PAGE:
Mumbai, India President Barack Obama hasn’t been able to drive down unemployment in America, so he’s coming to India in search of U.S. jobs.
Four days after his party suffered heavy, economy-influenced losses in Congress, the president will arrive today in Mumbai, India’s booming financial center, where he will meet with local business leaders and with American executives who have traveled to India in search of billions of dollars in trade deals.
The White House hopes to announce agreements on aircraft and other exports, and generally broadcast that America is open for business with burgeoning India and its 1.2 billion residents.
The administration says that jobs and the U.S. economy are the focus of Obama’s 10-day Asia trip, a message aimed at inoculating him against any criticism that he is concentrating on foreign affairs while Americans are suffering with unemployment at 9.6 percent. He left Washington shortly after the government reported the economy added 151,000 jobs in October but still not enough to lower the jobless rate.
The president said the jobs report was encouraging but “not good enough.” In a gesture toward Republicans who won control of the House and made strong gains in the Senate in elections Tuesday, Obama said he was open to “any idea, any proposal” to get the economy growing faster. Republicans generally say the answer is more tax cuts and looser government regulations.
On his foreign trip, the longest of his presidency so far, Obama’s business-first message is aimed particularly at India, where he is spending three full days. That’s the longest amount of time in any one country on a trip that’s also taking him to Indonesia, where he lived for four years as a youth, to South Korea for a meeting of the Group of 20 developed and developing nations and then to Japan for an American Pacific Economic Cooperation forum.
Obama’s popularity generally has held steady overseas. Nonetheless, he will be meeting with leaders certain to be aware his political strength has weakened at home.
U.S. and Indian officials have stressed the close ties that have developed between the world’s two largest democracies over the past decade. It’s a relationship both countries hope will expand and improve — partly, in the U.S. view, as a counterbalance to China’s growing power.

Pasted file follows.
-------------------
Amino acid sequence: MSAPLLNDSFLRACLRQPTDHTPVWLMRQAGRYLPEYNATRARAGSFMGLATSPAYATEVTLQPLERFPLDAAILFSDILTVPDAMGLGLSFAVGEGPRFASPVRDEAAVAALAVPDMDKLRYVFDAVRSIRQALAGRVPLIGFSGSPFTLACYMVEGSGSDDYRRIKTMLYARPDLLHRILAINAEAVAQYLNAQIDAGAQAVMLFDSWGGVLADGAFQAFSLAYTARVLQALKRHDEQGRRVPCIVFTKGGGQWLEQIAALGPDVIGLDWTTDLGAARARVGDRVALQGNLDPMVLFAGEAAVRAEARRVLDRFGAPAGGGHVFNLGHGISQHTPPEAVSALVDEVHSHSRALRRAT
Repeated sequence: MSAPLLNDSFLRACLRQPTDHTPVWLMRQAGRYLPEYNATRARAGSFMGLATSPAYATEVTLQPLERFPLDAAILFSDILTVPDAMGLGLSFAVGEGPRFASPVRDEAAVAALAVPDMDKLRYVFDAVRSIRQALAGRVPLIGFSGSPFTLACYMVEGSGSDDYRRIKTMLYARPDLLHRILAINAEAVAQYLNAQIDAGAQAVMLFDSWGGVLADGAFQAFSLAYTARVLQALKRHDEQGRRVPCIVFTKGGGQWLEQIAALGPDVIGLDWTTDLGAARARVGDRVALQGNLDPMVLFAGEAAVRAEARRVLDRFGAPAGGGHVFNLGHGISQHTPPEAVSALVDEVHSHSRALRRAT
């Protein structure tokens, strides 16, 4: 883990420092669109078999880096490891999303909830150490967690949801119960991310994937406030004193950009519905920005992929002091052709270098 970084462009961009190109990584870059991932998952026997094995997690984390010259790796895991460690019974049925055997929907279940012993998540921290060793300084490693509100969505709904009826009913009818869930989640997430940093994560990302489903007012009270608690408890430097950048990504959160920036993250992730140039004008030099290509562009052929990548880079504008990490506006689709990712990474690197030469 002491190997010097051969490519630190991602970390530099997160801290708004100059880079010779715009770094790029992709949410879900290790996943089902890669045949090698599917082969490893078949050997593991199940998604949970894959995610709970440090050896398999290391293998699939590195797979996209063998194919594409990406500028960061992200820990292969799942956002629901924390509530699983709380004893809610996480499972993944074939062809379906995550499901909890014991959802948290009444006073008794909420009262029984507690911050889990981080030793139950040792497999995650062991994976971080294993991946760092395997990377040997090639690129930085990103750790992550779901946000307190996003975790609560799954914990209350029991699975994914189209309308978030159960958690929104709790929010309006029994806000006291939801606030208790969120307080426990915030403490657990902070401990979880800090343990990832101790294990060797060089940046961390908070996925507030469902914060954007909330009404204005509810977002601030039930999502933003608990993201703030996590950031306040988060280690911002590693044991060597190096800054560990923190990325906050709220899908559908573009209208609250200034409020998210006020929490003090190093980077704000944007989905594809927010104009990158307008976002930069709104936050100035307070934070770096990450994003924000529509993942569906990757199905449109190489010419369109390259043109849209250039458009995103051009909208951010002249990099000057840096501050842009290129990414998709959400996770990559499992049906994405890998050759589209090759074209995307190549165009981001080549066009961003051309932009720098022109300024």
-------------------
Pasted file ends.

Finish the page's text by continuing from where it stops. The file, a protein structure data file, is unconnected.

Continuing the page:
Obama will be speaking to a gathering of Indian and American chief executives today, and he’s expected to announce the completion of job-producing commercial deals. The U.S. has been looking for India to finalize purchases of Boeing aircraft and marine engines produced by Caterpillar, among other exports.
Briefing reporters aboard Air Force One, National Security Adviser Tom Donilon said Obama intends the trip to be “a full embrace of India’s rise.” The White House is going to great lengths to bring attention to the economic potential and shared democratic values that define its relationship with India.
Said Donilon: “There’s no more powerful way to do that than a presidential trip.”
However, serious disagreements remain, and they appear unlikely to be resolved during Obama’s visit.
India has raised concerns about the billions of dollars in military aid the U.S. is funneling to Pakistan, which is India’s archrival but a linchpin for Washington and its allies in the war in Afghanistan. Leaders here also are wary of the increasing rhetoric by U.S. politicians against the outsourcing of jobs abroad, including to India.
A recent move by Congress to increase fees on high-tech workers’ visas, relied on by some Indians going to work in America, also has rankled here.
In an interview with the Press Trust of India, Obama said, “As president, I have a responsibility to support jobs and opportunity for the American people, and I believe the U.S.-India economic relationship can and should be a ’win-win’ relationship for both of our countries.”
He was noncommittal when asked about lifting a ban on the export of certain military goods to India and whether the U.S. would support India’s bid for a permanent seat on the U.N. Security Council.